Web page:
ORANGE, Calif., Oct 15 (Reuters) – Former U.S. President Bill Clinton remained in a California hospital on Friday, where he was recovering from a non-coronavirus infection three days after he was admitted.
The 75-year-old, who left office in 2001, entered the University of California Irvine Medical Center on Tuesday evening for the infection, according to his spokesman, Angel Urena. Clinton is “on the mend,” Urena said.
“He’s up and about, joking and charming the hospital staff,” Urena told Reuters on Thursday.
Clinton went to the hospital after suffering from fatigue and has received both IV antibiotics and fluids, his doctors said. CNN reported that his doctors believe Clinton had a urinary tract infection that spread to his bloodstream.
He has dealt with heart problems in the past, including a 2004 quadruple bypass surgery and a 2010 procedure to open a blocked artery.
Clinton’s wife Hillary, a former secretary of state and presidential candidate, was at the hospital on Thursday night and was later seen leaving.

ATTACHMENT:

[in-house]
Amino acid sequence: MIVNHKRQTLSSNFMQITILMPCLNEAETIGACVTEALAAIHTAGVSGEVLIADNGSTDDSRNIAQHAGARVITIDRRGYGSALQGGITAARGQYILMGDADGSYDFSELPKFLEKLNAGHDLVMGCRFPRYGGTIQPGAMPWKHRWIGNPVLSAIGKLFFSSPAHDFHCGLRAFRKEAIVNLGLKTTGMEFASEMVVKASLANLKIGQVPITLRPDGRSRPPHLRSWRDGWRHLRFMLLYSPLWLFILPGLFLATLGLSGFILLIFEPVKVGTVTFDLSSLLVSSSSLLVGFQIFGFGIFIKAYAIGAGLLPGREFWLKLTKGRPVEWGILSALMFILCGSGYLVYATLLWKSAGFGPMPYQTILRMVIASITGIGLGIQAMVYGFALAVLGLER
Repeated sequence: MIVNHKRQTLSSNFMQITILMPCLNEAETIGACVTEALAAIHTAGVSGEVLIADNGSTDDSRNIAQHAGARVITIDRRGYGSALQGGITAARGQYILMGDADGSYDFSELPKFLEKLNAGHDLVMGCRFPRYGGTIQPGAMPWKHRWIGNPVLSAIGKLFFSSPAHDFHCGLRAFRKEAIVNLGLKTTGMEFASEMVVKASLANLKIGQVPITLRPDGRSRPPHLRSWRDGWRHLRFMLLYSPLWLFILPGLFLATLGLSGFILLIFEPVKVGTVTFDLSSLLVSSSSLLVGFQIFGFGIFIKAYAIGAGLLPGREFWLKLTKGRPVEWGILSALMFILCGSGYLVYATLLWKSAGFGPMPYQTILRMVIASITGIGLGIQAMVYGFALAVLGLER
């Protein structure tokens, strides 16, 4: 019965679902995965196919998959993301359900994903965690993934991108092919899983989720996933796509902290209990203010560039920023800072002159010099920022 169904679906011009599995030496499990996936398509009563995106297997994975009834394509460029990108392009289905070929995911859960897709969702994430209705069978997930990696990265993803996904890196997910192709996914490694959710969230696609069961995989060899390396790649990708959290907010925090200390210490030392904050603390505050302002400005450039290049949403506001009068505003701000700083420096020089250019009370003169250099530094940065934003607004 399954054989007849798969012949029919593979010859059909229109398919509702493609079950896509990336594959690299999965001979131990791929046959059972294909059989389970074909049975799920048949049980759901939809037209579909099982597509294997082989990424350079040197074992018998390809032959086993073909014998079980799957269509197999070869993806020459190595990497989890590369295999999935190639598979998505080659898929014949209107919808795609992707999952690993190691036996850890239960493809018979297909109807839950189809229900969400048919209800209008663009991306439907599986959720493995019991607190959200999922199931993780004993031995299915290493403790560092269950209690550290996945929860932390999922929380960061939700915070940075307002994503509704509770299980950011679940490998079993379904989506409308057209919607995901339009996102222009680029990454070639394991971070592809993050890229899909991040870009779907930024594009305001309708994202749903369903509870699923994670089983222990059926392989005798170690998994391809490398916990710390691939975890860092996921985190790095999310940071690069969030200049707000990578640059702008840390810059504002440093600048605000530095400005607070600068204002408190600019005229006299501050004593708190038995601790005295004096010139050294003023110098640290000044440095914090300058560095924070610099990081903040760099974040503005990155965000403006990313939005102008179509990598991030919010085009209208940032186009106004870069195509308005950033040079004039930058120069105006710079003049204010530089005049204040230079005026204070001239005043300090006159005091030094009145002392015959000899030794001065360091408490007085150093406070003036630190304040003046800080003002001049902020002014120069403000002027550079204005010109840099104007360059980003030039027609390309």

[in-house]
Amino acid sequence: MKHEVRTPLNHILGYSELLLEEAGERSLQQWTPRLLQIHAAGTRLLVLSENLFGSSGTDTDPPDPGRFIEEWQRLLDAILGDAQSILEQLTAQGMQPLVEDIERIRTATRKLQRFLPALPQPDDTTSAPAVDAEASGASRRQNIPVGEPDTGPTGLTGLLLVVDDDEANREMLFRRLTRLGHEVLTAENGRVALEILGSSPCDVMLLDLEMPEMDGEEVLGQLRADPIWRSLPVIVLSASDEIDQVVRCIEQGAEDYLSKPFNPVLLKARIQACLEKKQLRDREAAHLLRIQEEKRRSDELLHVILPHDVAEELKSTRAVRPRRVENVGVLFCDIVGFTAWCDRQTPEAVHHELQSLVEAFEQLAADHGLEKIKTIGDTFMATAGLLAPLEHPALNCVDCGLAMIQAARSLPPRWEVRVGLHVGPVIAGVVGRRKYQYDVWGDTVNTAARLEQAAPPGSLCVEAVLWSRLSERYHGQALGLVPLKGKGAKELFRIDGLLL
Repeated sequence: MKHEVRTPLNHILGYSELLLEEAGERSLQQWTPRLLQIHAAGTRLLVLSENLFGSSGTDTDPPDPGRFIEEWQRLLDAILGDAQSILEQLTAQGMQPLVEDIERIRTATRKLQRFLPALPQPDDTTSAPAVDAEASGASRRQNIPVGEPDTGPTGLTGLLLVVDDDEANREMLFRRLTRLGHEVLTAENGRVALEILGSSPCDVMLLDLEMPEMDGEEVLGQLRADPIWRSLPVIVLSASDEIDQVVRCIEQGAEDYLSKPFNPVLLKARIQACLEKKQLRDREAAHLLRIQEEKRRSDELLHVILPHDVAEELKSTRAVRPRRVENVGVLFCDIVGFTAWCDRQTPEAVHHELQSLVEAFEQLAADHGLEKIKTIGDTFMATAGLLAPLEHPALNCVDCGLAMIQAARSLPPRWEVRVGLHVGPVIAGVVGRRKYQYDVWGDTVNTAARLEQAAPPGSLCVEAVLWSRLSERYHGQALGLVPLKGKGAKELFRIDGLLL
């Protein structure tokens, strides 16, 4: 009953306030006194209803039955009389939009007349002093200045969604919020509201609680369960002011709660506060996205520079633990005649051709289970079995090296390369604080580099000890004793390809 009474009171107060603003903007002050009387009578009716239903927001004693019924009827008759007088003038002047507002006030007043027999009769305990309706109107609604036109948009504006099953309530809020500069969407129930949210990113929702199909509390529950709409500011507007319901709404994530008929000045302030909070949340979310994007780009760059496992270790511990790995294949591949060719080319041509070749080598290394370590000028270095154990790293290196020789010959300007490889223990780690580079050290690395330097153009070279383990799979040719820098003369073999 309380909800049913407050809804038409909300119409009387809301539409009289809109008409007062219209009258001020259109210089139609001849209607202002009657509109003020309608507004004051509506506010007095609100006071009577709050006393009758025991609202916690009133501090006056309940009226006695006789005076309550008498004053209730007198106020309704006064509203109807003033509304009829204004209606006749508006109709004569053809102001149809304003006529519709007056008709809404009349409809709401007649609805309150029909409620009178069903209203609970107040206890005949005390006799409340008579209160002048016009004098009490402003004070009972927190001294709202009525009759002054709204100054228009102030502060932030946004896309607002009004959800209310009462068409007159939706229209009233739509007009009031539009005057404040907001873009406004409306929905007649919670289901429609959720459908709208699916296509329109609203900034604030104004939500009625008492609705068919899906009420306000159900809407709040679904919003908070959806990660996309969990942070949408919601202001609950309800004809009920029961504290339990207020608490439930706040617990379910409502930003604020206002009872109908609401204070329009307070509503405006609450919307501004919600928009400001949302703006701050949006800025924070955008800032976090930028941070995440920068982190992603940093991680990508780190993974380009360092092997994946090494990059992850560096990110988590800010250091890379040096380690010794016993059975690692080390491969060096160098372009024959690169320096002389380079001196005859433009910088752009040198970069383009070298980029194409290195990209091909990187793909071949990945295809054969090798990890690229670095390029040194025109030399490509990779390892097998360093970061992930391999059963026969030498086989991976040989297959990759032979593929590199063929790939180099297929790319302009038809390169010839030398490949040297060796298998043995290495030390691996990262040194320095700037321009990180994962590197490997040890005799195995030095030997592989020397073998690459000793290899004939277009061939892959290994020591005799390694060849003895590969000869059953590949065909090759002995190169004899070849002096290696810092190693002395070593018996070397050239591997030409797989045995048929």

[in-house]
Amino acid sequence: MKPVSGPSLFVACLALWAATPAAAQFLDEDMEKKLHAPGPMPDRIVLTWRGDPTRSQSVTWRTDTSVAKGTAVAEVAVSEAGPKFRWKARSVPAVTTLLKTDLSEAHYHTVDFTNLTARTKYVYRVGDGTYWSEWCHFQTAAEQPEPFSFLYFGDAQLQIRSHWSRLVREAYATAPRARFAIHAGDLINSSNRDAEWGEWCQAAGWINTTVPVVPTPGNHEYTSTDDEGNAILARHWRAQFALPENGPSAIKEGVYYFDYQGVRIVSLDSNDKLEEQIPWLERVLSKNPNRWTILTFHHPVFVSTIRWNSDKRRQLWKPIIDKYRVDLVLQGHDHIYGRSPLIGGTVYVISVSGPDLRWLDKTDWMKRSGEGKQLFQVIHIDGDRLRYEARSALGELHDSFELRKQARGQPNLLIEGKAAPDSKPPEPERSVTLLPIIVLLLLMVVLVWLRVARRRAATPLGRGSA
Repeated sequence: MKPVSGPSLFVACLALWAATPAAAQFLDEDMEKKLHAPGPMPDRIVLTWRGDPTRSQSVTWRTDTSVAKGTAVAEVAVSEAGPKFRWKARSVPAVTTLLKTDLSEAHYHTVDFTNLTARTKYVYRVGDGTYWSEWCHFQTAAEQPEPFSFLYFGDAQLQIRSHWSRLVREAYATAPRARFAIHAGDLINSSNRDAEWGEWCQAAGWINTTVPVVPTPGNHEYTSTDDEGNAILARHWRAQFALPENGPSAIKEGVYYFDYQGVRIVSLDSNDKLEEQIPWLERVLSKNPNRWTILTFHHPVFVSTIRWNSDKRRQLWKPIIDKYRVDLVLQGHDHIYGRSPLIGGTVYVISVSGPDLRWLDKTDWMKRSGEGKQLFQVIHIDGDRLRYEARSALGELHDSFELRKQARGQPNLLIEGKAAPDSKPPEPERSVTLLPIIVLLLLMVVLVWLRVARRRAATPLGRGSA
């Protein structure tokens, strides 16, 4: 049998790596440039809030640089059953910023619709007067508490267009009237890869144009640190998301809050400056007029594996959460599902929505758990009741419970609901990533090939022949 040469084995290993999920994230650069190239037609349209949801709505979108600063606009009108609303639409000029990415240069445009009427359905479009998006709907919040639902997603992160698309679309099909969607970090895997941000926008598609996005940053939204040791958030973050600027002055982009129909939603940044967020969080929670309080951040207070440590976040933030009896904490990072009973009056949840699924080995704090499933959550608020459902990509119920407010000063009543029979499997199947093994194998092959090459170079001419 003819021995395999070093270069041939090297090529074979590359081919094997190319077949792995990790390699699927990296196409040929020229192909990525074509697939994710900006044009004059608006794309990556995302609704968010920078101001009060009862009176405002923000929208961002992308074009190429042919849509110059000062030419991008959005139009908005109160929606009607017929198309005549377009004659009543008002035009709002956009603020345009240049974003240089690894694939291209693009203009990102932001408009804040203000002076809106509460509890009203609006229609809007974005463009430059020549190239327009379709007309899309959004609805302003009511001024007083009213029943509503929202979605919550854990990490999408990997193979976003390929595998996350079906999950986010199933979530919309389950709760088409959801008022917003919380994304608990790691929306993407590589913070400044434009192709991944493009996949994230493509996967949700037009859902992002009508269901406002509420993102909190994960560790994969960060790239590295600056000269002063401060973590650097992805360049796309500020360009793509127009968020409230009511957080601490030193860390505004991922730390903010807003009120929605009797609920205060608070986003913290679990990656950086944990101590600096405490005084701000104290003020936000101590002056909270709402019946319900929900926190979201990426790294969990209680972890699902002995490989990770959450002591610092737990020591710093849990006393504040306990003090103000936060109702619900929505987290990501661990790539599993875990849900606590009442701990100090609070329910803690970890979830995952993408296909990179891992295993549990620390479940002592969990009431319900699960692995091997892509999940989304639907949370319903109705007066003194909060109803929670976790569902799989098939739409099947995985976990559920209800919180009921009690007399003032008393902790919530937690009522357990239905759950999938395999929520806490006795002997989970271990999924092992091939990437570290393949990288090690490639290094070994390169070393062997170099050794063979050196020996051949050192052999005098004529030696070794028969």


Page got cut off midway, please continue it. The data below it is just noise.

President Joe Biden plans to speak with the former president later on Friday, a White House spokesperson told reporters.
The Democrat served two terms in the White House from 1993 to 2001, overseeing strong economic growth while engaging in bruising political battles with his Republican opposition.
The Republican-controlled U.S. House of Representatives impeached him in 1998 over his sexual relationship with White House intern Monica Lewinsky, but Clinton was acquitted by the Senate. He was only the second U.S. president to be impeached; Donald Trump would later become the third when he was impeached twice during his term.
The former Arkansas governor was known as a exceptionally talented politician, combining a folksy charm with a deep knowledge of policy issues. He defeated an incumbent president, Republican George H.W. Bush, in 1992 and then beat longtime Republican Senator Bob Dole in 1996.
Since leaving office, Clinton has become a cheerleader for his wife, who was elected to the U.S. Senate from New York in 2000.
She unsuccessfully sought the 2008 Democratic presidential nomination and then won the party’s nod in 2016, when she eventually lost to Trump despite winning the national popular vote. (Reporting by Lisa Richwine in Orange; Additional reporting by Dan Whitcomb and Brad Brooks; Writing by Joseph Ax Editing by Alistair Bell)